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European Journal of Physical and Rehabilitation Medicine 2021 Feb 23

DOI: 10.23736/S1973-9087.21.06713-7


language: English

Is the Short and Fast Step Test a safe and feasible tool for exploring anaerobic capacities of individuals with coronary heart disease in clinical practice?

Delphine BESSON 1, 2, Anais GOUTERON 1, 2, 3, Armelle HANNEQUIN 2, Jean-Marie CASILLAS 1, 2, 3, Lucie RIGAUD 2, Paul ORNETTI 1, 3, 4, Isabelle FOURNEL 5, Elea KSIAZEK 5, Davy LAROCHE 1, 3, Mathieu GUEUGNON 1

1 INSERM, CIC 1432, Centre d’Investigation Clinique, Module Plurithématique, Plateforme d’Investigation Technologique, CHU Dijon-Bourgogne, Dijon, France; 2 Department of Physical Medicine and Rehabilitation, CHU Dijon-Bourgogne, Dijon, France; 3 INSERM, UMR1093-CAPS, Université de Bourgogne Franche Comté, UFR des Sciences du Sport, Dijon, France; 4 Department of Rheumatology, CHU Dijon-Bourgogne, Dijon, France; 5 INSERM, CIC1432, Clinical Epidemiology Unit, Dijon, France Dijon-Bourgogne University Hospital, Clinical Investigation Centre, Clinical Epidemiology/Clinical Trials Unit, Dijon, France


BACKGROUND: While its importance in daily living, the anaerobic metabolism is not taken into account in clinical practice. The lack of validated functional performance tests for patients with chronic disabilities may explain this defect. In this context, the Short and Fast Step Test (SFST) was recently developed and validated in healthy volunteers.
AIM: The purpose of this study was to investigate the safety, feasibility and reliability of the SFST, a functional test exploring anaerobic metabolism in coronary patients during cardiac rehabilitation. DESIGN: This study was a monocentric prospective study.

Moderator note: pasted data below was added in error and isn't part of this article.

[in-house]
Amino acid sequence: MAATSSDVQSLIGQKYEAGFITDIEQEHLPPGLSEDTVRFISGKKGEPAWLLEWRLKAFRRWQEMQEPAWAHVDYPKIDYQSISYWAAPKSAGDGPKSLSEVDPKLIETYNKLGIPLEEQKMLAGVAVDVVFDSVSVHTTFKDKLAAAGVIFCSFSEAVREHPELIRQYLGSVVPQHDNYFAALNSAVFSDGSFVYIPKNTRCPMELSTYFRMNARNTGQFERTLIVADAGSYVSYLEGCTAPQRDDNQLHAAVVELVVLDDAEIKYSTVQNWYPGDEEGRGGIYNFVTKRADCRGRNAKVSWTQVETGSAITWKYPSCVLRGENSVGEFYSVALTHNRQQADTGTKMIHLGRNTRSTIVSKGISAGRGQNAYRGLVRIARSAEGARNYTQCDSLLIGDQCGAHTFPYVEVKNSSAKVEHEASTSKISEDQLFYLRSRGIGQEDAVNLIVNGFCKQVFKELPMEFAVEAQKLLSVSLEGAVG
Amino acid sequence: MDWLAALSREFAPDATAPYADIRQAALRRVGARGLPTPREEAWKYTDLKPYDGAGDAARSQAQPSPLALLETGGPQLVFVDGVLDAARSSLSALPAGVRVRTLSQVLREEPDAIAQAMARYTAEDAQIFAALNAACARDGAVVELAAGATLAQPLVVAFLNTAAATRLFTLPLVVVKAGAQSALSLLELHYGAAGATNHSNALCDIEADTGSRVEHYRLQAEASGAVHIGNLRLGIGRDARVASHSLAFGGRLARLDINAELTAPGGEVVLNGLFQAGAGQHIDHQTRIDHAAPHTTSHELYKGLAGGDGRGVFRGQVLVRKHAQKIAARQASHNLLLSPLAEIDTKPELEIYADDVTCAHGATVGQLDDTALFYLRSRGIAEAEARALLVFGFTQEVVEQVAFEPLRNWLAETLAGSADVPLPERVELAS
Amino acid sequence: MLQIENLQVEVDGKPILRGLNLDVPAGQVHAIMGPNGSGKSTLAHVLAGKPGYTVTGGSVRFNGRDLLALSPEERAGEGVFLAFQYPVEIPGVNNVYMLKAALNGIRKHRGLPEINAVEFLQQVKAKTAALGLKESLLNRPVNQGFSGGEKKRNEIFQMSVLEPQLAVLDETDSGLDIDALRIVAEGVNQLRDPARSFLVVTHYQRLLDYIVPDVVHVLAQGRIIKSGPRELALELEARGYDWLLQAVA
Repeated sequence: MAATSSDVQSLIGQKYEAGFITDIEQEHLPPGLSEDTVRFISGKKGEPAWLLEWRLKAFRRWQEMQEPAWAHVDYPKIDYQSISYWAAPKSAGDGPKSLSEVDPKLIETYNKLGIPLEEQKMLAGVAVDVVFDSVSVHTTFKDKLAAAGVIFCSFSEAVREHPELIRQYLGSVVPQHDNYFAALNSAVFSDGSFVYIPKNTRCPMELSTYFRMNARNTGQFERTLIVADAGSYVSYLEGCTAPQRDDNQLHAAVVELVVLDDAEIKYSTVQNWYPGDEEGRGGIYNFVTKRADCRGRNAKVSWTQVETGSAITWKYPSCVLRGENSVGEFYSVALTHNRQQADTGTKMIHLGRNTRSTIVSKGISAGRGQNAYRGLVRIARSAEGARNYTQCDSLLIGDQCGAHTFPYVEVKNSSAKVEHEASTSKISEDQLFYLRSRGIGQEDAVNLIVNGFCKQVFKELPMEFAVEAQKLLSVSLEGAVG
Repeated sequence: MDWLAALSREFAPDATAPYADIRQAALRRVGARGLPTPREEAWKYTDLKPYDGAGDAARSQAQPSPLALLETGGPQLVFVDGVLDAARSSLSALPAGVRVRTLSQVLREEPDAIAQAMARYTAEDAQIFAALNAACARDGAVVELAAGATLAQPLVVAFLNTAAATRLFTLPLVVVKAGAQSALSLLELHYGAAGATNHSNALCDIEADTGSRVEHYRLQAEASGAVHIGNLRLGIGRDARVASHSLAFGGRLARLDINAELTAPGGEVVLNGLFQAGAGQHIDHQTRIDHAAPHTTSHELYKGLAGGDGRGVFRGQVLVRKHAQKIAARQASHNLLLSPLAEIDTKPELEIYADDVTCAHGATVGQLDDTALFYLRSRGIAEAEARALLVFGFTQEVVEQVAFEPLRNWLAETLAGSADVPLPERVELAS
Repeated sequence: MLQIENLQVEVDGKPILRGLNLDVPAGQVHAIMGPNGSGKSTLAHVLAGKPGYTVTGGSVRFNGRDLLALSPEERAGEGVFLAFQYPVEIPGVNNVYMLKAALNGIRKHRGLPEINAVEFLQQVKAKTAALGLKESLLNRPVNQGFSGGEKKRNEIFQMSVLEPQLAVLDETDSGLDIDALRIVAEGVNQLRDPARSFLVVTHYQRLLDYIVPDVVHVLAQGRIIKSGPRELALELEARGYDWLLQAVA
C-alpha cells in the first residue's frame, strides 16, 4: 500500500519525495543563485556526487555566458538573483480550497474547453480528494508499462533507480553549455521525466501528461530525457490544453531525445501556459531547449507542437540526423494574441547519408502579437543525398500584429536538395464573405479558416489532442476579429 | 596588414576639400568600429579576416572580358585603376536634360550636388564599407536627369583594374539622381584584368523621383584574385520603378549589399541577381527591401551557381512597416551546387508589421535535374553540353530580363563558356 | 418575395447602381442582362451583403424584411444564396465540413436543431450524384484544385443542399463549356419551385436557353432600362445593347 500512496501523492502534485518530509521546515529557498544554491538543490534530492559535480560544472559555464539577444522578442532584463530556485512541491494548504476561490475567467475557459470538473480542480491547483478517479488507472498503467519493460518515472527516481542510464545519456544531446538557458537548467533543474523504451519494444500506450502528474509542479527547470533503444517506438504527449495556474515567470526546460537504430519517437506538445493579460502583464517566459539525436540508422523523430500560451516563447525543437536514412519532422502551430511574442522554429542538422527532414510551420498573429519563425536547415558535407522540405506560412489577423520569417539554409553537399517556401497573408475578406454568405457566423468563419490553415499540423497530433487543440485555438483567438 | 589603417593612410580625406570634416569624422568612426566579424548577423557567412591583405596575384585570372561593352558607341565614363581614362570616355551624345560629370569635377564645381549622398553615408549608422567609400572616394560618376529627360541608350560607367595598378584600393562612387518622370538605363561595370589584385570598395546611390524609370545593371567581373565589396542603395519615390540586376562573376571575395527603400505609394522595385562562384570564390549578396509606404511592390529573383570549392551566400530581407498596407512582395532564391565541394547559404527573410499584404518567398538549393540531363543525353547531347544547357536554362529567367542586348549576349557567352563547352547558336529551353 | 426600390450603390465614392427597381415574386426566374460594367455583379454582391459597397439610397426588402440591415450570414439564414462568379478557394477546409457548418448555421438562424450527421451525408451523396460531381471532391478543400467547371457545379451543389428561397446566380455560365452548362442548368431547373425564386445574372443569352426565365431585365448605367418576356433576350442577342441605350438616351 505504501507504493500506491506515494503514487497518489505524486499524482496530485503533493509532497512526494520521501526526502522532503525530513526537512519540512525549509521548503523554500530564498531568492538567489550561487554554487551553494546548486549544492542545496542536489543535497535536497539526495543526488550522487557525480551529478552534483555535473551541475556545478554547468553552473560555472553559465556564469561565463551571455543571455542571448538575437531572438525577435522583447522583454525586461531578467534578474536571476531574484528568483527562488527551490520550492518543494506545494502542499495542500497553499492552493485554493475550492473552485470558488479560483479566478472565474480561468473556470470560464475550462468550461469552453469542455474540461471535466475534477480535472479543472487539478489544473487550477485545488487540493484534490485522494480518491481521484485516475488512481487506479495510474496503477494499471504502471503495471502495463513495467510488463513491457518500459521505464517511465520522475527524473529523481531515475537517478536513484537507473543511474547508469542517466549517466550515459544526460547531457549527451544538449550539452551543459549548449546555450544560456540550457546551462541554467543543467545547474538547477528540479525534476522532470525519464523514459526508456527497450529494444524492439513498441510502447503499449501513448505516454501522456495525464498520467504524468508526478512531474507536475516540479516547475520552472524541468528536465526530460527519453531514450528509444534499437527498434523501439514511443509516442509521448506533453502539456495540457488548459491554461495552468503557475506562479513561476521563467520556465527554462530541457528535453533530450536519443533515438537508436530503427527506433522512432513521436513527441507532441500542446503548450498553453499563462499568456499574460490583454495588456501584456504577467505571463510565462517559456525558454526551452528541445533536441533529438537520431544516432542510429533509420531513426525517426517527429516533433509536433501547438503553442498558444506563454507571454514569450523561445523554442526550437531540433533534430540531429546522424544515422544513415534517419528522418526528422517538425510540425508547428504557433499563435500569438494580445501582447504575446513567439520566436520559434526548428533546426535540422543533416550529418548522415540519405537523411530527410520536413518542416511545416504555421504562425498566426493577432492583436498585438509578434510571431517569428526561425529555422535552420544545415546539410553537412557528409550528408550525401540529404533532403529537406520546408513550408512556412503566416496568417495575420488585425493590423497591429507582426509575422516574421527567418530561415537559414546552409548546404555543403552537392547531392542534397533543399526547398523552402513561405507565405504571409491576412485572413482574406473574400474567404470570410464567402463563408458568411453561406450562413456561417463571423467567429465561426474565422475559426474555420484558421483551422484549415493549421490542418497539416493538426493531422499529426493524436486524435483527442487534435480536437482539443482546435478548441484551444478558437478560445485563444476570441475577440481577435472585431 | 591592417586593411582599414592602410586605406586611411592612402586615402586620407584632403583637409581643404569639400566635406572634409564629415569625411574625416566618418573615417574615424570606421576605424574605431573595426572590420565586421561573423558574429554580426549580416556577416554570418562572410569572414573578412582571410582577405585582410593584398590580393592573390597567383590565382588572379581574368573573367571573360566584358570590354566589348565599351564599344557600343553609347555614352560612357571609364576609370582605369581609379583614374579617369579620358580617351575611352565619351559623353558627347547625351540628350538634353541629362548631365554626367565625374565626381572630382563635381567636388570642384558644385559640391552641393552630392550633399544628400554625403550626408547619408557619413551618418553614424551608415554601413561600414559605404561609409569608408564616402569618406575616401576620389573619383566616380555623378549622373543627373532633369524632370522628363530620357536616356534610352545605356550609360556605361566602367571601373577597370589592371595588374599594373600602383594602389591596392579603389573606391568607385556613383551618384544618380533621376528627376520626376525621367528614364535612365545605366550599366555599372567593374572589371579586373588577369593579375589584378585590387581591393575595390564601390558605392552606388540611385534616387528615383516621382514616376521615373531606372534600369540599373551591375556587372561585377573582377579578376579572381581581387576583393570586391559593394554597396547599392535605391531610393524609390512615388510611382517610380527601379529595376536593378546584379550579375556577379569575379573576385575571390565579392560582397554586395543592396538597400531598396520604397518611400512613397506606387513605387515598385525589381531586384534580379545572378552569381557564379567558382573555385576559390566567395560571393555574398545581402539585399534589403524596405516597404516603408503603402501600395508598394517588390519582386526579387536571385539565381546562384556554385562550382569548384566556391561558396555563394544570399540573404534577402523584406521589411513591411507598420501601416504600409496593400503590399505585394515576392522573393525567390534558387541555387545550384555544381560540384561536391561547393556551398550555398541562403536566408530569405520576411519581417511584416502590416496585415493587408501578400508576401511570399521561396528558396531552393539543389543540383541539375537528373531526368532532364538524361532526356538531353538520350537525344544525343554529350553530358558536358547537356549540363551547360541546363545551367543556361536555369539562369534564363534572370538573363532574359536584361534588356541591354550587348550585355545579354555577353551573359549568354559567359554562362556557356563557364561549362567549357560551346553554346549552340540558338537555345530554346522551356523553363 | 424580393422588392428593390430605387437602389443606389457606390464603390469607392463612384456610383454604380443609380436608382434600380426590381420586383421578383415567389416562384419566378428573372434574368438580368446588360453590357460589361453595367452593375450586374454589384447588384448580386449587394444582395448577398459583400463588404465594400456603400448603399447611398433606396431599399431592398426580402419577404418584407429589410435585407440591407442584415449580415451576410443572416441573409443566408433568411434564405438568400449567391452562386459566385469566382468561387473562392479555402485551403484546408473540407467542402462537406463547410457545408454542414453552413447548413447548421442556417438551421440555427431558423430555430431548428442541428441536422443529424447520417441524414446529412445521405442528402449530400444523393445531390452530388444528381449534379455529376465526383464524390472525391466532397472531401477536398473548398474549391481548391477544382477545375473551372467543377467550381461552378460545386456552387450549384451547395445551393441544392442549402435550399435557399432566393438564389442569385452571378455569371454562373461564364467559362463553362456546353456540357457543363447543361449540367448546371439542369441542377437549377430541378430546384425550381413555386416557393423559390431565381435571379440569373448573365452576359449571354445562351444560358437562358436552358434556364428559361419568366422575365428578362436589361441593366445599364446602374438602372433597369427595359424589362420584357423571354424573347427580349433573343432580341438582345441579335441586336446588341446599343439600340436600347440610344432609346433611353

SETTINGS: This study took place in the rehabilitation center of the University Hospital Center of Dijon, France.
POPULATION: 44 coronary patients, addressed for a first cardiac rehabilitation, were included in this protocol.
METHODS: All participants performed three SFST: T1 and T2 (including respiratory gas exchange) the first day of the program and T3 after 3 to 7 days. SFST consists of walking up and down a 17.5cm-high step as many times as possible in 1 minute. Safety was assessed by the percentage of patients who performed the SFST without reporting a fall, or muscular or cardiovascular events. Feasibility was evaluated by the percentage of patients who succeeded in doing the SFST. Reliability was assessed with the number of raised steps in same condition (T1-T3) and different conditions (T1-T2) using a 2-way intraclass correlation coefficient (ICC). Values were given with their 90% confidence interval [90%CI].
RESULTS: The safety was 95.2% [85.8;99.2] for T1, 88.1% [76.6;95.2] for T2 and 90.4% [79.5;96.7] for T3. 100% [93,1;100] of participants completed T1 and T2, 92.9% [82.6;98] T3. An ICC of 0.74 [0.60;0.84] was observed between T1 and T3 and of 0.87 [0.79;0.92] between T1 and T2.
CONCLUSIONS: This study demonstrates the good safety, feasibility and reliability of the SFST to assess anaerobic metabolism in coronary patients in a rehabilitation program.
CLINICAL REHABILITATION IMPACT: These results show that the SFST seems suitable for the evaluation of brief submaximal functional capacity in daily activities. It offers a real possibility to assess such capacity during the cardiac rehabilitation routine.

KEY WORDS: Functional test; Coronary patients; Anaerobic metabolism; Safety; Feasibility; Reliability

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